Cornyn, Ayotte, Wyden, Reed, McCain

National Defense Authorization Act (H.R. 1735)

Senator Cornyn: (4:17 PM)

  • Spoke on the National Defense Authorization Act.
    • "I hope our colleagues in light of this almost contemporaneous occurrence at the office of personnel management and the recurring daily stories about how cyber-attacks are stealing the personal property and represent an intelligence threat and stealing the money of the American people that our colleagues would work with us to do what the American people elected us to do, which is to work together to move forward sensible bipartisan legislation that's important to the country. So I hope our friends across the aisle will listen to the American people instead of their misguided leadership."

 

Senator Ayotte: (4:30 PM)

  • Spoke on the National Defense Authorization Act.
    • "It's not right for a military family to rely on his family to help earn retirement benefits and then have that individual commit misconduct but the family is punished, too. My amendment would fix this problem by recognizing that military families serve, too. Remove disincentives to report misconduct and put the sentencing process back in balance. Juries can choose a punishment to fi crime without worry that an innocent family member will suffer as a result. My amendment has been endorsed by ten veteran service organizations and I urge my colleagues to support this important amendment that allows the military justice system to function properly but also makes sure that innocent family members do not suffer and that their service is recognized as well."

 

Senator Wyden: (4:38 PM)

  • Spoke on the Tax Freedom Act.
    • "You have at hand now two radically different pieces of legislation. The first has been on the books now for well over a decade and has been hugely valuable -- in terms of innovation, choice in consumers. That's the permanent Internet Tax Freedom Act in effect taking what we had for over a decade and making it permanent. And with the permanent approach, you've lowered costs for consumers and protect the internet as a bulwark for free speech and commerce promoting American companies and American ideals. So that's approach number one, making permanent something that has worked since 1998. The second approach is the Remote Transaction Parity Act which would raise costs for Americans, hurt small and rural businesses and punish states like Oregon that have kept taxes low. In my view, it would be legislative malpractice to tie these two approaches together. The path forward for the United States Senate should be very clear. That is to take the permanent internet tax freedom act that has sailed through the House and with the ball in our court pass it here."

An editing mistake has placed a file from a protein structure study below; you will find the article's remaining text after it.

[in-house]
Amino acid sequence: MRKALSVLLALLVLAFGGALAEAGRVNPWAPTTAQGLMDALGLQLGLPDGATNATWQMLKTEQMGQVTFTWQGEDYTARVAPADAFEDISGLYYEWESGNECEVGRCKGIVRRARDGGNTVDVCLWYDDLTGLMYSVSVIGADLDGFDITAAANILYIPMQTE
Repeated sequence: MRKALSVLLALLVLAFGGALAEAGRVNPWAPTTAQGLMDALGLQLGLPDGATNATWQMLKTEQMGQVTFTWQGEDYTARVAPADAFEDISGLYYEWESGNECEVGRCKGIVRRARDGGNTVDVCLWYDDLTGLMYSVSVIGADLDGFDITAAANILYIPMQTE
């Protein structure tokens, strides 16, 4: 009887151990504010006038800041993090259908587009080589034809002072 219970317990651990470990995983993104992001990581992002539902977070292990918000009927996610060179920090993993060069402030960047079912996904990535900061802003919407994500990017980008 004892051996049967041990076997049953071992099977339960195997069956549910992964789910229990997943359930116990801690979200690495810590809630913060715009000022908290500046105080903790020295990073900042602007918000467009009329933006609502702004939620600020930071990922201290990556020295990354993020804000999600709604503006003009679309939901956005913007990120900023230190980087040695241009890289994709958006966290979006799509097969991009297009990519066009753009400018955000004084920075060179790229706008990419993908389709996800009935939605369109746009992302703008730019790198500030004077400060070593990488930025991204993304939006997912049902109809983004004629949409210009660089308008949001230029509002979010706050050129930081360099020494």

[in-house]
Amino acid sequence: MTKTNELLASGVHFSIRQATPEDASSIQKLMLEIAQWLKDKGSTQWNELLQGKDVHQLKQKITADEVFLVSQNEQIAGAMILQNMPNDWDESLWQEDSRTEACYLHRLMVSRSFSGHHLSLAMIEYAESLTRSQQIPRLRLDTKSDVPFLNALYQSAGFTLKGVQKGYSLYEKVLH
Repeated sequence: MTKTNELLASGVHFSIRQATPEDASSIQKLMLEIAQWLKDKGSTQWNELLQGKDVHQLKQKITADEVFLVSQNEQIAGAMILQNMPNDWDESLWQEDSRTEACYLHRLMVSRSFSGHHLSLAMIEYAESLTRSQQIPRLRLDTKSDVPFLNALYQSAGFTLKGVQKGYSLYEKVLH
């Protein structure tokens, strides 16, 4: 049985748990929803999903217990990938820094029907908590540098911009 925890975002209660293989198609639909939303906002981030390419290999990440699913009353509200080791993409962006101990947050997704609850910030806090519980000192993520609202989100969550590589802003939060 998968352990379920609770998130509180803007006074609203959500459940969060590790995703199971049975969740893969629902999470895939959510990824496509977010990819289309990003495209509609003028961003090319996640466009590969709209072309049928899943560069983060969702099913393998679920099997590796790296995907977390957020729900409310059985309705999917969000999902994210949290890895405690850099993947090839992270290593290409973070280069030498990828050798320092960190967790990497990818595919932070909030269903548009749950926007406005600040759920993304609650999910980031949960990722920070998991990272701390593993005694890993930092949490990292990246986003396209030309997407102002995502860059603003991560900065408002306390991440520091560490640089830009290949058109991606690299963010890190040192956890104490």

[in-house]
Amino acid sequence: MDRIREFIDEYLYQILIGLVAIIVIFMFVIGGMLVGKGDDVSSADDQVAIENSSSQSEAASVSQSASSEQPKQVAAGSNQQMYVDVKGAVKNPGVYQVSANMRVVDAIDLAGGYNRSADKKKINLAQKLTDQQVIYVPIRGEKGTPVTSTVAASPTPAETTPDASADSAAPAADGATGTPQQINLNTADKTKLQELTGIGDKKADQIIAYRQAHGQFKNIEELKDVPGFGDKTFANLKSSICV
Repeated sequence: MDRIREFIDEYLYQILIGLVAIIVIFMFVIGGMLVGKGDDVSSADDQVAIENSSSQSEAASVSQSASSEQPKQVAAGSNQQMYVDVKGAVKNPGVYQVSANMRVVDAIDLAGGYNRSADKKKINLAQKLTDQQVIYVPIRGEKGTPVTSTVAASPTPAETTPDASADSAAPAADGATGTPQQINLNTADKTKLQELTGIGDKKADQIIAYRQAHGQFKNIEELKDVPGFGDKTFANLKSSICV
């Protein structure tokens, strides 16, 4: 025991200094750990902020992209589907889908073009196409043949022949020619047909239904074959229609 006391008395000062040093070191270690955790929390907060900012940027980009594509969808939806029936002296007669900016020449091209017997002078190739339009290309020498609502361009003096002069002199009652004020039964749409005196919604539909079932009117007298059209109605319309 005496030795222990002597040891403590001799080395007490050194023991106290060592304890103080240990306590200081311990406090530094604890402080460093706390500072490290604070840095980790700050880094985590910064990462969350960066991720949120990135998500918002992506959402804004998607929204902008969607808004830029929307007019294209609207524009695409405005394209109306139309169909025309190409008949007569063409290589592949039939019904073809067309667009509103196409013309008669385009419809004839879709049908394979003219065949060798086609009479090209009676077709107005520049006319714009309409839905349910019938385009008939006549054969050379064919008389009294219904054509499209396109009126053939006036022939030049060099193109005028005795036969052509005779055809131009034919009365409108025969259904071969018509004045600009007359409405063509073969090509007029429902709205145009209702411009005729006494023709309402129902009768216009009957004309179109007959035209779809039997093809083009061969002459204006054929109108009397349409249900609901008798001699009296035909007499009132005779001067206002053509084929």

Senator Reed: (4:46 PM)

  • Spoke on the National Defense Authorization Act.
    • "This amendment would prevent the Army from managing its own force structure, from determining how many brigades it needs, how they are disposed in terms of active, reserve and regular forces. In addition, the way the amendment is paid for to maintain these additional brigades would be to mandate a 1% pay cut to all federal and civilian employees from 2016 to 2017. Not a pay freeze. A pay cut. The Army does not support this amendment. They need the flexibility to manage their forces to respond to the threats as they perceive them in the world, to determine where the forces are mechanized, whether they are located in the National Guard or located in the regular force."

 

Senator McCain: (4:50 PM)

  • Spoke on the National Defense Authorization Act.
    • "The amendment is bad policy. Congress shouldn't attempt to manage forces. That's the job of the secretary of the Army and the chief of staff. Our job is to authorize and fund. The key is giving Army leadership the flexibility to manage the total Army force given the planned drawdown. In fiscal year 2016 the Army end strength is being reduced and funding adjusted accordingly. The cost to maintain the Army at 490,000 for one year is about $2.4 billion. Of course the senator's amendment does not have any indication where that $2.4 billion would come from. If enacted, the amendment could result in a regular army of tiered readiness. The Army would have a force of 490,000 with a budget for 475,000. We don't want a hollow army like the 1970's. So I would urge my colleague from Louisiana, the sponsor of this amendment, that he should devote his energies and efforts to the repeal of sequestration which is what is forcing these decisions to be made by the Army."